The determination of economic DH areas is done in three steps. For more details refer to the provided test runs.

STEP 1: Calculation of distribution grid costs based on heat demand and plot ratio using selected heat density and gross floor area density maps

STEP 2: Determination of potential DH areas

STEP 3: Determination of economic DH areas and transmission line capacities and configuration required to connect these areas to each other.

Solver Options

This calculation module uses a Gurobi solver for solving the optimization problem. In order to guarantee a stable functionality of the calculation module, we have introduced several options for solving the optimization problem. These options are as follows:

  • The gap between the lower and upper objective bound is set to 0.01 (MIPGap = 1e-2).
    • Smaller gap provides usually a more accurate answer. However, this can be very expensive from CPU time perspective.
  • The relative difference between the primal and dual objective value was set to 0.0001 (BarConvTol = 1e-4).
  • The solver focus is set to 1 to find the feasible solutions. Here, the focus is neither optimality nor objective bound (MIPFocus = 1).
  • We have limited the amount of the used RAM to 500 MB in order not to enter to critical situations in case of concurrent runs by different users (NodefileStart = 0.5).

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GitHub repository of this calculation module

Here you get the bleeding-edge development for this calculation module.

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Sample run

Here, the calculation module is run for the case study of Vienna, Austria. First, use the "Go To Place" bar to navigate to Vienna and select the city. Click on the "LAYERS" button to open the "LAYERS" bar and then click on the "CALCULATION MODULE" tab. In the list of calculation modules, select "CM - DISTRICT HEATING POTENTIAL: ECONOMIC ASSESSMENT".

Test Run: default input values for the case study of Vienna

The provided default values in the toolbox are basically suitable for Vienna, i.e. it may not suit for other regions and should be adapted depending on your case study. The calculation is done for the period from 2018 to 2030 (2018 is the year 0 and 2030 is the year 12 and the investment period will be 12 years). The expected accumulated energy saving ratio shows the reduction of heat demand compared to the beginning of the investment period (year 2018). The DH market share refers to the market share within the DH areas. Its value at the beginning of the investment period (year 2018) shows the actual market share (usually known). The expected market share at the end of the investment period is what you expect to reach. This value comes from road maps, scenarios, policies etc. For the default case, we consider the interest rate of 5 per cent. The DH grid cost ceiling is multiplied by ~95% to yield a cost ceiling for the distribution grid. Using this value, the potential DH areas are obtained. Within the potential areas, the average distribution grid cost may not exceed the distribution grid cost ceiling. The value of full load hours is used to estimate the peak load and find a suitable dimension for the transmission grid.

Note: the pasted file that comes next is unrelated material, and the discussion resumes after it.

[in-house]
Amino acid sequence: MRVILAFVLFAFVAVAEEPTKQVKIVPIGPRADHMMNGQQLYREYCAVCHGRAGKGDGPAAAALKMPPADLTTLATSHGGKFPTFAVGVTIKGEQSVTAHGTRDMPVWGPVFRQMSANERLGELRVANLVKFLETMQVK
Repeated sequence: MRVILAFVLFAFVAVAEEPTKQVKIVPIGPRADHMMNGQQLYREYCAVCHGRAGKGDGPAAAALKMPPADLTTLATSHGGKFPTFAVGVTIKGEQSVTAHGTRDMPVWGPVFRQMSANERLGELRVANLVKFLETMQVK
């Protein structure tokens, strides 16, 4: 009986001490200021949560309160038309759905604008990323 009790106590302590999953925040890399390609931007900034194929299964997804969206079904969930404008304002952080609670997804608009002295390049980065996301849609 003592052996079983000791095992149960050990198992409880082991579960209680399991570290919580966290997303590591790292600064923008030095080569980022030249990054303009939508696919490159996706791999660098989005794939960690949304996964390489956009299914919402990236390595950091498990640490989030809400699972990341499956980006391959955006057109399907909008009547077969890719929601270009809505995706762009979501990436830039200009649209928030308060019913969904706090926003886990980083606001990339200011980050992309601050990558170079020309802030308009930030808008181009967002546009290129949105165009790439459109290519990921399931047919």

The construction cost constant and the construction cost coefficient originate from reference [2, 3]. The obtained regions are very sensitive to these values. Therefore, as a general comment, we suggest to calculate with these values first and only if you think these values lead to an over- or underestimation of your results, then modify them.

By default, the heat density map and the gross floor area density map that are provided by the toolbox are used for the calculation. You can use your own uploaded layers for running the calculation. In this sample run we use default layers.

Now, press the "RUN CM" button and wait until the calculation is finished.

IMPORTANT NOTE: Please note that this calculation module may take several minutes to find the final solution. If your calculation takes very long (more than 10 minutes), select a smaller region for your calculation. Also, using arbitrary values can lead to a long calculation time. Therefore, make sure that your provided values are suitable for the selected region.

The following figure shows the obtained results for the given input parameters in Vienna. The most important indicators are demonstrated in the RESULTS window. Additionally, you can get some indicators by pressing on each single potential areas on the map.

Figure 1

The output layers will appear in the LAYERS bar under the Calculation module section.

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[1] Fallahnejad M., Hartner M., Kranzl L., Fritz S. Impact of distribution and transmission investment costs of district heating systems on district heating potential. Energy Procedia 2018;149:141–50. doi:10.1016/j.egypro.2018.08.178.

[2] Persson U., Werner S. Heat distribution and the future competitiveness of district heating. Appl Energy 2011;88:568–76.

[3] Persson U, Wiechers E, Möller B, Werner S. Heat Roadmap Europe: Heat distribution costs. Energy 2019;176:604–22.

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How to cite

Mostafa Fallahnejad, in Hotmaps-Wiki, CM-District-heating-potential-economic-assessment (September 2020)

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Authors and reviewers

This page was written by Mostafa Fallahnejad (EEG - TU Wien).

☑ This page was reviewed by Marcul Hummel (e-think).

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Copyright © 2016-2020: Mostafa Fallahnejad

Creative Commons Attribution 4.0 International License

This work is licensed under a Creative Commons CC BY 4.0 International License.

SPDX-License-Identifier: CC-BY-4.0


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We would like to convey our deepest appreciation to the Horizon 2020 Hotmaps Project (Grant Agreement number 723677), which provided the funding to carry out the present investigation.